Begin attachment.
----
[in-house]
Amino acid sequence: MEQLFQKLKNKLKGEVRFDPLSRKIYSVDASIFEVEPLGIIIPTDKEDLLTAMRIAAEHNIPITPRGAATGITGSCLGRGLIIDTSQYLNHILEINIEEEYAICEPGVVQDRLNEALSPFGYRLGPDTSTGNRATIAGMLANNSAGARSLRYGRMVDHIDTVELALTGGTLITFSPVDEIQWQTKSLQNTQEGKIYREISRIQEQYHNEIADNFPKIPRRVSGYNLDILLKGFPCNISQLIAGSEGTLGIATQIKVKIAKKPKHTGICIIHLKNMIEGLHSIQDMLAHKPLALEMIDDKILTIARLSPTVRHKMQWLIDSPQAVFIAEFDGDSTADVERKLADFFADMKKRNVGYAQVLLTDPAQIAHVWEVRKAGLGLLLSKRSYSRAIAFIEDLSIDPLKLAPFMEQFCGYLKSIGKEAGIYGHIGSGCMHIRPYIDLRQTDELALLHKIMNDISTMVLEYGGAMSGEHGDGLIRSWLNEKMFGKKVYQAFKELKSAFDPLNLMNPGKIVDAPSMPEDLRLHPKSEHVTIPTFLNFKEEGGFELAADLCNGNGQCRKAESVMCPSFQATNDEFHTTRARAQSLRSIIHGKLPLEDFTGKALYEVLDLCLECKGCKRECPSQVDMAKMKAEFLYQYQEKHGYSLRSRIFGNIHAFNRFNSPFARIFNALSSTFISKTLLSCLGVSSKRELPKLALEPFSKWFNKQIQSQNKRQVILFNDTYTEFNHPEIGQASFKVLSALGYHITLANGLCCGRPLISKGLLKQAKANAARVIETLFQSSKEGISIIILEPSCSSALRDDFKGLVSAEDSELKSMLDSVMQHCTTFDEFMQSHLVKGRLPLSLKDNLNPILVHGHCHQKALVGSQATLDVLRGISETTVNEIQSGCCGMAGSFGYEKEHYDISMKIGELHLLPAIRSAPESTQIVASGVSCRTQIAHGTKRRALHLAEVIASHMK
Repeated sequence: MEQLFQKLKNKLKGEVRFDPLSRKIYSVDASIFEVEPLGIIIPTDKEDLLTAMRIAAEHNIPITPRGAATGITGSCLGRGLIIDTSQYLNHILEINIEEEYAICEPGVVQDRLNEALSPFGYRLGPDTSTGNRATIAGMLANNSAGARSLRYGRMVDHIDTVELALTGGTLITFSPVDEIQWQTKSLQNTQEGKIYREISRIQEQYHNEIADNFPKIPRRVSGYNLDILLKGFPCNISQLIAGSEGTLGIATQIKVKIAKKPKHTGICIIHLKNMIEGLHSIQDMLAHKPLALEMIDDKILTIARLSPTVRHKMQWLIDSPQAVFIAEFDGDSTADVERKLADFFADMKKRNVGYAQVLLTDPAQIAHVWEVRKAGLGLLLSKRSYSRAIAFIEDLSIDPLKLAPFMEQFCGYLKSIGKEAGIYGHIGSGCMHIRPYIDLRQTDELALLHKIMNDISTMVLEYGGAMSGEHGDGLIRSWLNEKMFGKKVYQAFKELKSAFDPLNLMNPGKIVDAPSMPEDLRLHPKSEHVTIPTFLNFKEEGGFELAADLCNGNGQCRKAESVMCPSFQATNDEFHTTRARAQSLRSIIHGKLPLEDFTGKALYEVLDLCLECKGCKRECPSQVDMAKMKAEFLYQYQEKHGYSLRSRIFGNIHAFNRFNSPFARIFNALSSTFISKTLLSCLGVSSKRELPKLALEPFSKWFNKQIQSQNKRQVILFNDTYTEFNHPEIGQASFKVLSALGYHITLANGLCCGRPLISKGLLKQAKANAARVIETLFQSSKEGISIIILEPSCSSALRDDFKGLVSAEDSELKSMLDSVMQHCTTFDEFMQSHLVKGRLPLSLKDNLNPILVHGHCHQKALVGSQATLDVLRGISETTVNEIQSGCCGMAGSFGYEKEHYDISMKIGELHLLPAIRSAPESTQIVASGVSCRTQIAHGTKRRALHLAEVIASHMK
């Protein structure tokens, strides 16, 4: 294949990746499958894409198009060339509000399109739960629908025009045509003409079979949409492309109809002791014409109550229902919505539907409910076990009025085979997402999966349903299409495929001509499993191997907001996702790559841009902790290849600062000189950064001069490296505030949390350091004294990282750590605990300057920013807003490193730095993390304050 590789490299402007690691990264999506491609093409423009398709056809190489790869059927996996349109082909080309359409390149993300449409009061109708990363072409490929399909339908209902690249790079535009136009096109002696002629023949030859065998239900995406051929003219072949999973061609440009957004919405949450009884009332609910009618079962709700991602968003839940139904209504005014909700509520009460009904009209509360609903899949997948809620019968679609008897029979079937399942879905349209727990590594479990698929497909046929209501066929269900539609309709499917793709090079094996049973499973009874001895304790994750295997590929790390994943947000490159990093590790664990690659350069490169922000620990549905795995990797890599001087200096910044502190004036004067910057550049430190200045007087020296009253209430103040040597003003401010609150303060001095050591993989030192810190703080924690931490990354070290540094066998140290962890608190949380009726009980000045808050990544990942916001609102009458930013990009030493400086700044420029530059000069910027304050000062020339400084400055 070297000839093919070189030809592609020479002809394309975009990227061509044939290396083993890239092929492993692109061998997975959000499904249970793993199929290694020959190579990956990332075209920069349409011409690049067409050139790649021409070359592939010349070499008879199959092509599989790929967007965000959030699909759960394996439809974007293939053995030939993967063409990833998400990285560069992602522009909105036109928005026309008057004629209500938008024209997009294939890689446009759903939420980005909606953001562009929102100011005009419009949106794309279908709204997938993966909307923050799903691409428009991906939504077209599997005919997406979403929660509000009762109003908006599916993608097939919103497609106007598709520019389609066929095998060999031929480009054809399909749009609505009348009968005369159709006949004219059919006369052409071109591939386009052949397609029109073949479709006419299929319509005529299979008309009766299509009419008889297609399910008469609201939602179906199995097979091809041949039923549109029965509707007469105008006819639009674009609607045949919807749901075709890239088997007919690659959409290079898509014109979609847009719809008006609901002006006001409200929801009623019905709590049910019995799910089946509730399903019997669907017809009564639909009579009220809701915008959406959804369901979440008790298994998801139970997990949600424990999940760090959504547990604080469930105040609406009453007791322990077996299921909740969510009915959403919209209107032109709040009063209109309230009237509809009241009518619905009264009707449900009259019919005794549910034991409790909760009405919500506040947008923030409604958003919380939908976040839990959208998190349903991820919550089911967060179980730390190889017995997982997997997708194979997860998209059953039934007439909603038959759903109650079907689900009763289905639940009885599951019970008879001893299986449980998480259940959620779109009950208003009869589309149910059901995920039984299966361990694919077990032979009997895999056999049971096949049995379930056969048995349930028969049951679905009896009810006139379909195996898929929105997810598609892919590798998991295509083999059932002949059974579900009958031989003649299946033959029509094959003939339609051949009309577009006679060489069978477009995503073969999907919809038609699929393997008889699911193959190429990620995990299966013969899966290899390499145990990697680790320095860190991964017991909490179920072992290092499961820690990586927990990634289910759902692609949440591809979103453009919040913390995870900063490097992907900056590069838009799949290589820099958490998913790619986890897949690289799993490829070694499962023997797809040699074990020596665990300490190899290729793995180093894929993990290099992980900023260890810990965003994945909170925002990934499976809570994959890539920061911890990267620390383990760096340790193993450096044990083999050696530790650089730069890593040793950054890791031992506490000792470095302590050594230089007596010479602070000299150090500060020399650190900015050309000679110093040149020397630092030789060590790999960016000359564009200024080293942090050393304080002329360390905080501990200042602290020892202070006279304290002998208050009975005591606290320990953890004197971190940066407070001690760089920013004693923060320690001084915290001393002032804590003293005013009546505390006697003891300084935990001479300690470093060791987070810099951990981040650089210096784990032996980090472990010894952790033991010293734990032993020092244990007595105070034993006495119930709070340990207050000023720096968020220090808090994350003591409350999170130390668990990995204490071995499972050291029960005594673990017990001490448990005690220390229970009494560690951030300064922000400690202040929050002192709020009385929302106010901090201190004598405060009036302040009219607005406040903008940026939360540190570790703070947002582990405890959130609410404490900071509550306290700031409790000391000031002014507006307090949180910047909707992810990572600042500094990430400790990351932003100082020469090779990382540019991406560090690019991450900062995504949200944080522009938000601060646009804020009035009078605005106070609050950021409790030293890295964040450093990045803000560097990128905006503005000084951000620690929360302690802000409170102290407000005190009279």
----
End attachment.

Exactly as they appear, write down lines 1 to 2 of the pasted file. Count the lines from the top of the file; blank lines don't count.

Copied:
[in-house]
Amino acid sequence: MEQLFQKLKNKLKGEVRFDPLSRKIYSVDASIFEVEPLGIIIPTDKEDLLTAMRIAAEHNIPITPRGAATGITGSCLGRGLIIDTSQYLNHILEINIEEEYAICEPGVVQDRLNEALSPFGYRLGPDTSTGNRATIAGMLANNSAGARSLRYGRMVDHIDTVELALTGGTLITFSPVDEIQWQTKSLQNTQEGKIYREISRIQEQYHNEIADNFPKIPRRVSGYNLDILLKGFPCNISQLIAGSEGTLGIATQIKVKIAKKPKHTGICIIHLKNMIEGLHSIQDMLAHKPLALEMIDDKILTIARLSPTVRHKMQWLIDSPQAVFIAEFDGDSTADVERKLADFFADMKKRNVGYAQVLLTDPAQIAHVWEVRKAGLGLLLSKRSYSRAIAFIEDLSIDPLKLAPFMEQFCGYLKSIGKEAGIYGHIGSGCMHIRPYIDLRQTDELALLHKIMNDISTMVLEYGGAMSGEHGDGLIRSWLNEKMFGKKVYQAFKELKSAFDPLNLMNPGKIVDAPSMPEDLRLHPKSEHVTIPTFLNFKEEGGFELAADLCNGNGQCRKAESVMCPSFQATNDEFHTTRARAQSLRSIIHGKLPLEDFTGKALYEVLDLCLECKGCKRECPSQVDMAKMKAEFLYQYQEKHGYSLRSRIFGNIHAFNRFNSPFARIFNALSSTFISKTLLSCLGVSSKRELPKLALEPFSKWFNKQIQSQNKRQVILFNDTYTEFNHPEIGQASFKVLSALGYHITLANGLCCGRPLISKGLLKQAKANAARVIETLFQSSKEGISIIILEPSCSSALRDDFKGLVSAEDSELKSMLDSVMQHCTTFDEFMQSHLVKGRLPLSLKDNLNPILVHGHCHQKALVGSQATLDVLRGISETTVNEIQSGCCGMAGSFGYEKEHYDISMKIGELHLLPAIRSAPESTQIVASGVSCRTQIAHGTKRRALHLAEVIASHMK